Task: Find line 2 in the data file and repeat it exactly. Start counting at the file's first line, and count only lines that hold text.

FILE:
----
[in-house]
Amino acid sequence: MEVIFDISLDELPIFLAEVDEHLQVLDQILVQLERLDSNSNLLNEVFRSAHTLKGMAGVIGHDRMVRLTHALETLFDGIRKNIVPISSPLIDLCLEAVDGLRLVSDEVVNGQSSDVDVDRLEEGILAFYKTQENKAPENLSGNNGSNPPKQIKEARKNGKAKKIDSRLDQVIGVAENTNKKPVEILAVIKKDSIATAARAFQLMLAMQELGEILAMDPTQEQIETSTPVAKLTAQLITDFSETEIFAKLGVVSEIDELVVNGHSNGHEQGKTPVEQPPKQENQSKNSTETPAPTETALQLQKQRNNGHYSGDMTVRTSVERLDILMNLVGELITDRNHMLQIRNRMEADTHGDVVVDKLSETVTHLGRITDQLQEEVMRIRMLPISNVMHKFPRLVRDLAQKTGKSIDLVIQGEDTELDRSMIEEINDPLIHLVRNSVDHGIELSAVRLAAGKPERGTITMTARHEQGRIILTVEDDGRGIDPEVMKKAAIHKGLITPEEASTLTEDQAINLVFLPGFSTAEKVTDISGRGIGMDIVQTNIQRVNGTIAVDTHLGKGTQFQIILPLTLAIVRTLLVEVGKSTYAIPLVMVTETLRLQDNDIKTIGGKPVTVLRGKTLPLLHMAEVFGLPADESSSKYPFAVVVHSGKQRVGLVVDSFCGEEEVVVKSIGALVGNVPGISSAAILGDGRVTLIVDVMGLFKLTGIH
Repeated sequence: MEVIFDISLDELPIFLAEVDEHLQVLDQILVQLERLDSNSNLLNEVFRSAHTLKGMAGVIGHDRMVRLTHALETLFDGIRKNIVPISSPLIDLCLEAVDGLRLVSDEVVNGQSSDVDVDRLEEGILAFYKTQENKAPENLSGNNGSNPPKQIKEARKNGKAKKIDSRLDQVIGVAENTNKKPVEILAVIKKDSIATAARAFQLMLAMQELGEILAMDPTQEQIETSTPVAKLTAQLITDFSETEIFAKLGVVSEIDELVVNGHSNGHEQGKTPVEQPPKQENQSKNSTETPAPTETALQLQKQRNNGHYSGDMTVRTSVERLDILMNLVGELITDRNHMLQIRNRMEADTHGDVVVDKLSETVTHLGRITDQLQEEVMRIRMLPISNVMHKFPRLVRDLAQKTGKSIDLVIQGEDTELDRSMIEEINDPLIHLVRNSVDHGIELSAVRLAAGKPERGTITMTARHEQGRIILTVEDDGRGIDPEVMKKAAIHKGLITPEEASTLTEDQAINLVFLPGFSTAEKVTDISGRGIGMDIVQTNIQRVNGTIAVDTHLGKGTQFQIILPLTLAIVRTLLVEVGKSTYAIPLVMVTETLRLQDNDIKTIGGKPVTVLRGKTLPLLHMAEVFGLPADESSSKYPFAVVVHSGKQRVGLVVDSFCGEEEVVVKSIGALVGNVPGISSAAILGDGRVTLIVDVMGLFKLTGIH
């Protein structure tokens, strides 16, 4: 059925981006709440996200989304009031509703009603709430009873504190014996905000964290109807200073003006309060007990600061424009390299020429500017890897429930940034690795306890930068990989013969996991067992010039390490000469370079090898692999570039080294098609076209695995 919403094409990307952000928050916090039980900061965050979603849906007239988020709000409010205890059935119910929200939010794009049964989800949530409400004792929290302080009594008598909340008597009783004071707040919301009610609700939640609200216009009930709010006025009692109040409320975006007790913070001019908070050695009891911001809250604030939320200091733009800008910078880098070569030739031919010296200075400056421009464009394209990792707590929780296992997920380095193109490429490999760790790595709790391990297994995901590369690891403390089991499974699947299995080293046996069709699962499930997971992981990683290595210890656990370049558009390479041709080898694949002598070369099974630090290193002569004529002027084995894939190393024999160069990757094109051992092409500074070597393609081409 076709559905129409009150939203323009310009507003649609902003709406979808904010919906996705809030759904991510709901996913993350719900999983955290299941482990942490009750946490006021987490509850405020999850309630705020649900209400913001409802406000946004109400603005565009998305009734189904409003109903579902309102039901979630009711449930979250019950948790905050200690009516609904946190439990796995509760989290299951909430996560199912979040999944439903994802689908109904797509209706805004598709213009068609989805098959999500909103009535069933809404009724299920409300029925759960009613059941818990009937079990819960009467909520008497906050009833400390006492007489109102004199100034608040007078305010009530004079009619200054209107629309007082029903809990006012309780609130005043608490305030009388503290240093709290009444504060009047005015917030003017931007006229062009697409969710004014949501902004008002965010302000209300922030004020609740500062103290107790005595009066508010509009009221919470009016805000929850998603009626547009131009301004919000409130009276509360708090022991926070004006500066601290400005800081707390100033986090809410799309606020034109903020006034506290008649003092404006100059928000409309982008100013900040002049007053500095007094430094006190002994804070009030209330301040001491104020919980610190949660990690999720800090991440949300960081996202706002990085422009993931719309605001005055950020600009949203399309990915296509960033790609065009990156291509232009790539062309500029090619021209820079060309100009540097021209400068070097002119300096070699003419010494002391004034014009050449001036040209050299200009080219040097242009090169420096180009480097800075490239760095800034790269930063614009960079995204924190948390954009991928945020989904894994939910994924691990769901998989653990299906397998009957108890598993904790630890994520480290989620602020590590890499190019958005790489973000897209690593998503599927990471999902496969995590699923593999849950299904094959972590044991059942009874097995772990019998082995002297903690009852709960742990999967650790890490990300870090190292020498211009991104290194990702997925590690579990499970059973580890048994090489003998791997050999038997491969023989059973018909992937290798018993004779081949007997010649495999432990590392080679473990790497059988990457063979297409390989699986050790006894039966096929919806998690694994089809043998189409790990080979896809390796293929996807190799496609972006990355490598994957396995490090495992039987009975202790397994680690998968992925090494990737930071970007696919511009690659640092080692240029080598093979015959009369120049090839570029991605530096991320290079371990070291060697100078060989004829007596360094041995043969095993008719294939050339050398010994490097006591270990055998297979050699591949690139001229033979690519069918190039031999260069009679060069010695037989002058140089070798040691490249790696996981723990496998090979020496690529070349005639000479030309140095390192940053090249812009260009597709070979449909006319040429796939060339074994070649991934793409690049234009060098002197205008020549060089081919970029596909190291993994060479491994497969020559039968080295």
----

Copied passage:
Amino acid sequence: MEVIFDISLDELPIFLAEVDEHLQVLDQILVQLERLDSNSNLLNEVFRSAHTLKGMAGVIGHDRMVRLTHALETLFDGIRKNIVPISSPLIDLCLEAVDGLRLVSDEVVNGQSSDVDVDRLEEGILAFYKTQENKAPENLSGNNGSNPPKQIKEARKNGKAKKIDSRLDQVIGVAENTNKKPVEILAVIKKDSIATAARAFQLMLAMQELGEILAMDPTQEQIETSTPVAKLTAQLITDFSETEIFAKLGVVSEIDELVVNGHSNGHEQGKTPVEQPPKQENQSKNSTETPAPTETALQLQKQRNNGHYSGDMTVRTSVERLDILMNLVGELITDRNHMLQIRNRMEADTHGDVVVDKLSETVTHLGRITDQLQEEVMRIRMLPISNVMHKFPRLVRDLAQKTGKSIDLVIQGEDTELDRSMIEEINDPLIHLVRNSVDHGIELSAVRLAAGKPERGTITMTARHEQGRIILTVEDDGRGIDPEVMKKAAIHKGLITPEEASTLTEDQAINLVFLPGFSTAEKVTDISGRGIGMDIVQTNIQRVNGTIAVDTHLGKGTQFQIILPLTLAIVRTLLVEVGKSTYAIPLVMVTETLRLQDNDIKTIGGKPVTVLRGKTLPLLHMAEVFGLPADESSSKYPFAVVVHSGKQRVGLVVDSFCGEEEVVVKSIGALVGNVPGISSAAILGDGRVTLIVDVMGLFKLTGIH